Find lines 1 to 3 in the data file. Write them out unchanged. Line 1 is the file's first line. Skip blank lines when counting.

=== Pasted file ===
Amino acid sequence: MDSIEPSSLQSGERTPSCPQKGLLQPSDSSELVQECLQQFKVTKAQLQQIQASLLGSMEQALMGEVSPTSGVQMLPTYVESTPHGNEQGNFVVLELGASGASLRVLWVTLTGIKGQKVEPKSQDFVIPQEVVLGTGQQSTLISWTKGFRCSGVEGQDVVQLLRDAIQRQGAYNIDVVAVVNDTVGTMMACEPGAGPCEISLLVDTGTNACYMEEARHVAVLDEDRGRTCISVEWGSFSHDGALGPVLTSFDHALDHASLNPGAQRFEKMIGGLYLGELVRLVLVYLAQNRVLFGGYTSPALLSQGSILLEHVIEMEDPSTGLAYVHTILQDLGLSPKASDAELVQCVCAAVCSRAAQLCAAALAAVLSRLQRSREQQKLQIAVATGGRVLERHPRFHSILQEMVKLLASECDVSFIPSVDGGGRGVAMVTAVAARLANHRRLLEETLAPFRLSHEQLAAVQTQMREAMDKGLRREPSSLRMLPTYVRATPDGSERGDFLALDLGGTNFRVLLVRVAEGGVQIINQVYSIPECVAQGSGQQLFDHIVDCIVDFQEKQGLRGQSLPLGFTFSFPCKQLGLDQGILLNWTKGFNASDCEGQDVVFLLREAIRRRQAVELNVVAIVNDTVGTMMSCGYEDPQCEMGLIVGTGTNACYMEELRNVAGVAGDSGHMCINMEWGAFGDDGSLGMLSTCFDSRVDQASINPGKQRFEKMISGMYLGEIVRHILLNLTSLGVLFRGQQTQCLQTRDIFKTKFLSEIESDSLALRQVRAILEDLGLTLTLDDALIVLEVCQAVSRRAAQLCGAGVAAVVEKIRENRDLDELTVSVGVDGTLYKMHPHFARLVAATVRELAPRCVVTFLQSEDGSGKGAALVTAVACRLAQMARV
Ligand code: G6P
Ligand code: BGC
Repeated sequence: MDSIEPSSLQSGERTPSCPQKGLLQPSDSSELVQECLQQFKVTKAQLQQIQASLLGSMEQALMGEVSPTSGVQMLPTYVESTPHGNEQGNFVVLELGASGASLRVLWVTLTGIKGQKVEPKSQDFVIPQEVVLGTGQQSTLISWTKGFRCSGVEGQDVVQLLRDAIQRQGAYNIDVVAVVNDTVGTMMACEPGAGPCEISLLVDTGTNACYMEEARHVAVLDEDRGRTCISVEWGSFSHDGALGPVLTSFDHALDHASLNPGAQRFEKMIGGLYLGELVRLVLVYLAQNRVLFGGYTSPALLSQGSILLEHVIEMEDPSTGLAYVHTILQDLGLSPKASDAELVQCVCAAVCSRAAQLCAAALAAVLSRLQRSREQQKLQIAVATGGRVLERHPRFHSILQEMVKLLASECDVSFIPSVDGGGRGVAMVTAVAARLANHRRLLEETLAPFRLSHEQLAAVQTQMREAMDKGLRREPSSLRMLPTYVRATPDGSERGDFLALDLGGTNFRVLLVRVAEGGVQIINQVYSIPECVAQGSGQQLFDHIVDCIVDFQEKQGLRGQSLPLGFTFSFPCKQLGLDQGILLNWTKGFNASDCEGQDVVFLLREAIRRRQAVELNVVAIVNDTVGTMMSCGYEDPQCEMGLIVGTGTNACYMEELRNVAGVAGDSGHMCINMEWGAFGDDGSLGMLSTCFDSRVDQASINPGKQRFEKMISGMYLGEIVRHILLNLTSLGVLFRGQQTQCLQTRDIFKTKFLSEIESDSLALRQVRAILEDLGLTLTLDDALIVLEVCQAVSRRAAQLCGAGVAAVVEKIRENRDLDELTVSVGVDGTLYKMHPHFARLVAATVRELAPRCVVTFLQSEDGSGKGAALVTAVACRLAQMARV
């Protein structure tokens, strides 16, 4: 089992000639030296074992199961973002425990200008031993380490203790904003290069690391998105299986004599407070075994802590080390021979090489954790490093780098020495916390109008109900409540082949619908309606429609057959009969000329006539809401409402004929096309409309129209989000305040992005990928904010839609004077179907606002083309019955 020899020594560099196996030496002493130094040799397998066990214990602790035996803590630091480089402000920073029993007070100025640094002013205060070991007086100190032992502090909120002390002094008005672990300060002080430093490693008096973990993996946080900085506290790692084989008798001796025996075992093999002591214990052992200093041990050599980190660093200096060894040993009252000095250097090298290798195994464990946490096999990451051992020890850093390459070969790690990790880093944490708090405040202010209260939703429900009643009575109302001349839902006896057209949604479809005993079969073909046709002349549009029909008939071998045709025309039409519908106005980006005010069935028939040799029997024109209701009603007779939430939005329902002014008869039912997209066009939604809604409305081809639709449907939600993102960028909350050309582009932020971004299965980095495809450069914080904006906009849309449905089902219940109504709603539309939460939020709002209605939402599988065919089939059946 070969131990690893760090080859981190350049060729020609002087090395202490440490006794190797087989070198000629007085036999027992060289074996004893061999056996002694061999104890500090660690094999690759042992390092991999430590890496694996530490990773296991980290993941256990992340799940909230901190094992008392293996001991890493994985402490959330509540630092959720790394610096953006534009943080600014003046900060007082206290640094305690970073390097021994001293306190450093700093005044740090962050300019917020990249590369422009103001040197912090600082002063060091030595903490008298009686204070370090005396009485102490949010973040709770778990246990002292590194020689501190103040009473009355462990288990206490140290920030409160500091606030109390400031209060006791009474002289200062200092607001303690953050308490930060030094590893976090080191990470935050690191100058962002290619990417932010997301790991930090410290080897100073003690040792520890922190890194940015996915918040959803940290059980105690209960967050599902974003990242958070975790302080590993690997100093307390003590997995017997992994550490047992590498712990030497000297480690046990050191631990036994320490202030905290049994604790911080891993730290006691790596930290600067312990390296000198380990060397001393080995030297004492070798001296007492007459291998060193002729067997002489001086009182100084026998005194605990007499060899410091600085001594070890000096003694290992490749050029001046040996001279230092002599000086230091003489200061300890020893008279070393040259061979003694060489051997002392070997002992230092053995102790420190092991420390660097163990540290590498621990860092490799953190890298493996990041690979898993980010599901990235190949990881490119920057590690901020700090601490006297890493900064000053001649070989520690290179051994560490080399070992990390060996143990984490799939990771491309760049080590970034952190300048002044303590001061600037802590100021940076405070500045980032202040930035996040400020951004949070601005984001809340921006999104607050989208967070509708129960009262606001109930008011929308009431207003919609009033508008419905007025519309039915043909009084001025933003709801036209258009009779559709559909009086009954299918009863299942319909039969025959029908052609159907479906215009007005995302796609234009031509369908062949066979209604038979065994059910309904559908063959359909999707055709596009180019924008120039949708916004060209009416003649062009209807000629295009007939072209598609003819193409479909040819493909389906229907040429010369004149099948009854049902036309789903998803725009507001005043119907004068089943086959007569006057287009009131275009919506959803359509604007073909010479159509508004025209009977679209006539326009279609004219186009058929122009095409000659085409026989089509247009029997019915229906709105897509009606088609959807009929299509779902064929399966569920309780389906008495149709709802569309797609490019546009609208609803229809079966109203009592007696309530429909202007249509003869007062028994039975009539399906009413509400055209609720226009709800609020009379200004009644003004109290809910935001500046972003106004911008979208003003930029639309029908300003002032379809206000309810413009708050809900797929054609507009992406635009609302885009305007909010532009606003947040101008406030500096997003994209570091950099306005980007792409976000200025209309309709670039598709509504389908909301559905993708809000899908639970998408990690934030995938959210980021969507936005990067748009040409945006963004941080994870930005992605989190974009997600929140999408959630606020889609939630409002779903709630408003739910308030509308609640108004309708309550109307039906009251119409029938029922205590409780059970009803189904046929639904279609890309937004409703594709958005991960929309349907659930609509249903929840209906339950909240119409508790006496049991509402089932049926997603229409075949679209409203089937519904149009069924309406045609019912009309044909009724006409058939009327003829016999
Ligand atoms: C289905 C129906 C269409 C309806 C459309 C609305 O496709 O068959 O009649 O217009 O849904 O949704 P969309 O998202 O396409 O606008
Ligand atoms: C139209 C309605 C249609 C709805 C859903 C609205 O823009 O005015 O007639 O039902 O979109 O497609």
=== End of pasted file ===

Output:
Amino acid sequence: MDSIEPSSLQSGERTPSCPQKGLLQPSDSSELVQECLQQFKVTKAQLQQIQASLLGSMEQALMGEVSPTSGVQMLPTYVESTPHGNEQGNFVVLELGASGASLRVLWVTLTGIKGQKVEPKSQDFVIPQEVVLGTGQQSTLISWTKGFRCSGVEGQDVVQLLRDAIQRQGAYNIDVVAVVNDTVGTMMACEPGAGPCEISLLVDTGTNACYMEEARHVAVLDEDRGRTCISVEWGSFSHDGALGPVLTSFDHALDHASLNPGAQRFEKMIGGLYLGELVRLVLVYLAQNRVLFGGYTSPALLSQGSILLEHVIEMEDPSTGLAYVHTILQDLGLSPKASDAELVQCVCAAVCSRAAQLCAAALAAVLSRLQRSREQQKLQIAVATGGRVLERHPRFHSILQEMVKLLASECDVSFIPSVDGGGRGVAMVTAVAARLANHRRLLEETLAPFRLSHEQLAAVQTQMREAMDKGLRREPSSLRMLPTYVRATPDGSERGDFLALDLGGTNFRVLLVRVAEGGVQIINQVYSIPECVAQGSGQQLFDHIVDCIVDFQEKQGLRGQSLPLGFTFSFPCKQLGLDQGILLNWTKGFNASDCEGQDVVFLLREAIRRRQAVELNVVAIVNDTVGTMMSCGYEDPQCEMGLIVGTGTNACYMEELRNVAGVAGDSGHMCINMEWGAFGDDGSLGMLSTCFDSRVDQASINPGKQRFEKMISGMYLGEIVRHILLNLTSLGVLFRGQQTQCLQTRDIFKTKFLSEIESDSLALRQVRAILEDLGLTLTLDDALIVLEVCQAVSRRAAQLCGAGVAAVVEKIRENRDLDELTVSVGVDGTLYKMHPHFARLVAATVRELAPRCVVTFLQSEDGSGKGAALVTAVACRLAQMARV
Ligand code: G6P
Ligand code: BGC